Minister Kevin 'Boxer' Moran announces the transfer of the Mount Congreve Estate in Waterford to the State
9 February 18
Kevin “Boxer” Moran T.D., Minister of State with responsibility for the Office of Public Works (OPW) and Flood Relief today announced that the State, through Waterford City and County Council, is to take over the future management and maintenance of the Mount Congreve Estate at Kilmeaden, County Waterford.
The Minister said, “Mount Congreve is internationally famous for its extensive gardens and collection of shrubs, trees and exotic plants. It is widely recognised as being the home of one of “The great gardens of the World”. I am delighted that the Estate will now transfer to the State, through Waterford City and County Council, and that it will be opened up as a public visitor attraction. This development will have a clear positive benefit to the local community in the long term through the economic spin-off and opportunities from increased tourism revenues generally in the area. I would like to express my sincere thanks to the Congreve-appointed trustees, Waterford City and County Council, The Office of the Attorney General, the Chief State Solicitors Office and the Commissioners of Public Works for bringing this transfer to a successful conclusion.”
Mount Congreve House was built in about 1760 by the local architect John Roberts, who subsequently designed and built most of the 18th-century public buildings in Waterford, including both cathedrals. His client was John Congreve of Waterford, whose father the first Ambrose Congreve had played a prominent role in the development of the City until his early death in 1741. The Congreves were in constant residence and the estate passed in direct descent from father to son until the death of the late Mr. Ambrose Congreve in 2011.
The gardens at Mount Congreve consist of around seventy acres of intensively planted woodland garden and a four acre walled garden. They garden collection includes over three thousand different trees and shrubs, more than two thousand rhododendrons, six hundred camellias, three hundred acer cultivars, six hundred conifers, two hundred and fifty climbers, fifteen hundred herbaceous plants and indeed many other floras from every continent in the world.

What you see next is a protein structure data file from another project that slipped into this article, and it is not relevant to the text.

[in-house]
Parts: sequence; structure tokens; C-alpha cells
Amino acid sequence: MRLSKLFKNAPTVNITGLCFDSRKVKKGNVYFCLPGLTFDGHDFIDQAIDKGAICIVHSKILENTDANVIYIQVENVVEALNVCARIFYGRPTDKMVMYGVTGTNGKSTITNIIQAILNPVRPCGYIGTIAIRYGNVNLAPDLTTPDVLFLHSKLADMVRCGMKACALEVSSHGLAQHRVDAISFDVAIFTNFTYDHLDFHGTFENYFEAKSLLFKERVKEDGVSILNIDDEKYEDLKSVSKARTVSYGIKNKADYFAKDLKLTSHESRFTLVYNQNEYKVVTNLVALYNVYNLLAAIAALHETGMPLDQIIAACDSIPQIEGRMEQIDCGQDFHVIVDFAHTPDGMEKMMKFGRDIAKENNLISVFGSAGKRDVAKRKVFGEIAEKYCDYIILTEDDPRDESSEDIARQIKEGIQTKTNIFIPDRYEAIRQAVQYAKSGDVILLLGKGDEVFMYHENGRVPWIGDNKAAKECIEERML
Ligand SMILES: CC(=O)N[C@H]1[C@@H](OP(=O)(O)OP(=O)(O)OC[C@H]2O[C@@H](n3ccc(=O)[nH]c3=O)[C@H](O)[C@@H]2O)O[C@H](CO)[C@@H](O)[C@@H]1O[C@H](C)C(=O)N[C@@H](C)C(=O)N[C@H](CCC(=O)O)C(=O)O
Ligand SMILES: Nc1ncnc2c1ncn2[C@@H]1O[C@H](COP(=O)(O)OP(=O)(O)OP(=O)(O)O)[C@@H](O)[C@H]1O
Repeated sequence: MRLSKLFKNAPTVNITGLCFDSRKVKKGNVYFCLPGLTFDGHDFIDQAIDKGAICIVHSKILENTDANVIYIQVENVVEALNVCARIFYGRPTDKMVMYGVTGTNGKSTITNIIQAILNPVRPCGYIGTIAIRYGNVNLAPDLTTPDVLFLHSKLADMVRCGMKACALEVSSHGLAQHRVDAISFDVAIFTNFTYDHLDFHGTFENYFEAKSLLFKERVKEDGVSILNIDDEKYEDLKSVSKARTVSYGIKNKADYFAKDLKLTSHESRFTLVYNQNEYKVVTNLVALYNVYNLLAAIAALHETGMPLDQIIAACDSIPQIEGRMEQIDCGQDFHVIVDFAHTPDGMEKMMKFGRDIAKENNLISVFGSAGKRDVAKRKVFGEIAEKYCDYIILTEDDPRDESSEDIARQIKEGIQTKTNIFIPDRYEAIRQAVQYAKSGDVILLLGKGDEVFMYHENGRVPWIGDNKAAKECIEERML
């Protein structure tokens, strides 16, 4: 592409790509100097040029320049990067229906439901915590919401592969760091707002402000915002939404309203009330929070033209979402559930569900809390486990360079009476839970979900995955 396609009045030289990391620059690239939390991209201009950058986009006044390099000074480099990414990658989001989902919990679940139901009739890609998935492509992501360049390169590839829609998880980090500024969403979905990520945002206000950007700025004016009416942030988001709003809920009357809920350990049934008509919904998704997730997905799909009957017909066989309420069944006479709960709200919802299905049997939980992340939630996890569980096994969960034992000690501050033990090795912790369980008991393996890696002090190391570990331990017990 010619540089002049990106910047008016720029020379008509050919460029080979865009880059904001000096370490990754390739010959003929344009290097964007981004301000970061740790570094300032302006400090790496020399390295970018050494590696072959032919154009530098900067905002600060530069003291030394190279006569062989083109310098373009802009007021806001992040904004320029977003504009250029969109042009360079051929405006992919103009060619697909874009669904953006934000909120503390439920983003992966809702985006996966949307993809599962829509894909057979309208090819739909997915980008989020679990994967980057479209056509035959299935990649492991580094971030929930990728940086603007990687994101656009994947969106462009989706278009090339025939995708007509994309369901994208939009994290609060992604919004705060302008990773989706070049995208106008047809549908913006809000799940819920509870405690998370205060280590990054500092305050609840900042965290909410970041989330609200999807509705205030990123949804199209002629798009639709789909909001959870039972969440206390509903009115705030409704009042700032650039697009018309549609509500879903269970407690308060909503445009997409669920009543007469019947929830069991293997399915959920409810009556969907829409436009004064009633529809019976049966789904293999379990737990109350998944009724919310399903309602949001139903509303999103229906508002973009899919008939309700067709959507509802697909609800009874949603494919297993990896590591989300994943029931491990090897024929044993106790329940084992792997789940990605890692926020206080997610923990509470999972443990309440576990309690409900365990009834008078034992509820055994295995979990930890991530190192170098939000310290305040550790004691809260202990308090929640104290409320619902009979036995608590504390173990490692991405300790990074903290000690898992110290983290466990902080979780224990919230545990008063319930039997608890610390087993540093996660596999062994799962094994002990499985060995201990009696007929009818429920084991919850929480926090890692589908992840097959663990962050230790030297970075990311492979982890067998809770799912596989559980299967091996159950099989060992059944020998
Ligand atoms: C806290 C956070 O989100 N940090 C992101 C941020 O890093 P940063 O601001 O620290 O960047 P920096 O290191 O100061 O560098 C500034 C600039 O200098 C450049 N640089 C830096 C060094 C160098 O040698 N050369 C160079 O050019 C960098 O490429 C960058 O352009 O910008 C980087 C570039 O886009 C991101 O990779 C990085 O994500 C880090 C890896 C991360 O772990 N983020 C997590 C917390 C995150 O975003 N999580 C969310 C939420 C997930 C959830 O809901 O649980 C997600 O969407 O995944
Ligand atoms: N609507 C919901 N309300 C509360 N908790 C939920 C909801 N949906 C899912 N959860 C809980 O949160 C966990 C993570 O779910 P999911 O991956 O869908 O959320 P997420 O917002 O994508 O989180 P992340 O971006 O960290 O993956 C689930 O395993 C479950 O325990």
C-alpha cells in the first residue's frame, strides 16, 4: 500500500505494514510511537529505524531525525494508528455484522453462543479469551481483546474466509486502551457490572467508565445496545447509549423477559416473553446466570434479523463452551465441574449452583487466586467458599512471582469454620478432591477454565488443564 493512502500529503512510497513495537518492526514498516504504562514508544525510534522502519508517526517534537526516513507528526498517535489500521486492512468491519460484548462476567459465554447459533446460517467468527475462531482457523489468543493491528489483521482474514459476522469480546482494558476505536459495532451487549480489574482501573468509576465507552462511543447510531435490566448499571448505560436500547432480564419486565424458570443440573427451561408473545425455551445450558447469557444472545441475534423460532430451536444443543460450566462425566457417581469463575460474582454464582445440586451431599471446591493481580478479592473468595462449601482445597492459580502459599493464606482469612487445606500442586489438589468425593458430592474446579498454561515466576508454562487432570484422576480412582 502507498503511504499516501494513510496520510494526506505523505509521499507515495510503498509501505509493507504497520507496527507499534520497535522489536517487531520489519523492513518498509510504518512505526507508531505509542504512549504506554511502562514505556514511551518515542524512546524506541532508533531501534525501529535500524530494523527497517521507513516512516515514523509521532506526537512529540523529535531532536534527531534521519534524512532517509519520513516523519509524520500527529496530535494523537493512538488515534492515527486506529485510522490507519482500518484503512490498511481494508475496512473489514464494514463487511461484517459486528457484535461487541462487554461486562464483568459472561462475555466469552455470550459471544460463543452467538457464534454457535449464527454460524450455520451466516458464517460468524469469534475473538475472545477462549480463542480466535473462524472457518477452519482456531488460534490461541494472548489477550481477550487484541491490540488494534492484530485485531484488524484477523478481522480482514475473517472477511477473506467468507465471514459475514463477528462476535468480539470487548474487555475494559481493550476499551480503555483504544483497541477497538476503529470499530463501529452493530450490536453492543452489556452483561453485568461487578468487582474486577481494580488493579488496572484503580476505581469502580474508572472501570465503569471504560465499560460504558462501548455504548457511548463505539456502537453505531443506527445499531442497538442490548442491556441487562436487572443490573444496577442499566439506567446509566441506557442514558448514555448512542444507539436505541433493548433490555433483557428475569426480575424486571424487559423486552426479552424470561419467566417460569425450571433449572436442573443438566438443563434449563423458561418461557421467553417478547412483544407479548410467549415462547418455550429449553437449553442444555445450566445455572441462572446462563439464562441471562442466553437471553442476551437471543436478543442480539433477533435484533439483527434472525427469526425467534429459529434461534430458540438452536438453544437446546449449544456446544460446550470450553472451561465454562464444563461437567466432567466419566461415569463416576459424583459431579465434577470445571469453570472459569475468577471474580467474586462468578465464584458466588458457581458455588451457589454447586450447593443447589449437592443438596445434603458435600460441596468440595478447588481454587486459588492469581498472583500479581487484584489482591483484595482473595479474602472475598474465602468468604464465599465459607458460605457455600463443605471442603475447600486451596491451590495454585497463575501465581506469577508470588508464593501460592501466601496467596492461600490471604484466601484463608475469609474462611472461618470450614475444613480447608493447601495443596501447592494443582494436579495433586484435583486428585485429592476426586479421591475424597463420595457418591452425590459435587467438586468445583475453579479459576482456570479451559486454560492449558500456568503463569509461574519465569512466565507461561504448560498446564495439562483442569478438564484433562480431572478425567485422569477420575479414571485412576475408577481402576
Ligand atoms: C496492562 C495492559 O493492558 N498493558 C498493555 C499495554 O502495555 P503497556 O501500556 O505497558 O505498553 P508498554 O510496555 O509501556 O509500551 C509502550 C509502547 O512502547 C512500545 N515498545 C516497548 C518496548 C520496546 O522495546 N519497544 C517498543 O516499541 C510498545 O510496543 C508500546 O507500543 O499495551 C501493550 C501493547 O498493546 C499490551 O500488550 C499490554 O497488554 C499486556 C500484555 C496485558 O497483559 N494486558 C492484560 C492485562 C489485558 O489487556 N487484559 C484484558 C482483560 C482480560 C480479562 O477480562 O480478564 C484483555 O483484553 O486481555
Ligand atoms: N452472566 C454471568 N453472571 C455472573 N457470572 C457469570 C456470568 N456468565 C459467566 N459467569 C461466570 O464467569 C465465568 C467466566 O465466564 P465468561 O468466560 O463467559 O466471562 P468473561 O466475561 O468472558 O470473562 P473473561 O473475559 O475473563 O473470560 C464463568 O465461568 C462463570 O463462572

Minister Moran went on to say, “Capital investment is needed to upgrade the visitor services at Mount Congreve in order to make it attractive to national and international visitors. As part of the agreement today, I am also announcing that my Office will provide an annual grant of €250,000 to Waterford City and County Council for the next seven years. This grant aid will be used to enhance the visitor services at the estate and will include the provision of car parking and welfare facilities for tourists as well as completing urgent health and safety works to the gardens themselves.”
For further information, please contact Ciaran Conroy, OPW Press Officer at 087 947 5552 or firstname.lastname@example.org
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Notes to Editors
In 1974, the owner of Mount Congreve House and Gardens, Mr. Ambrose Congreve, initiated discussions with the State with a view to the State taking over the property. In 1979, Mr. Congreve transferred legal ownership of the property to three Trustees, one of which was the Commissioners of Public Works as a corporate trustee. The two other trustees were nominees of Mr. Congreve. Today, as part of an agreement to transfer the Mount Congreve Estate to the State, the Congreve-appointed Trustees and the Commissioners of Public Works have retired from the Trust and have been replaced by Trustees nominated by Waterford City and County Council. This provides that the Council will now manage and maintain the Trust properties, on behalf of the State.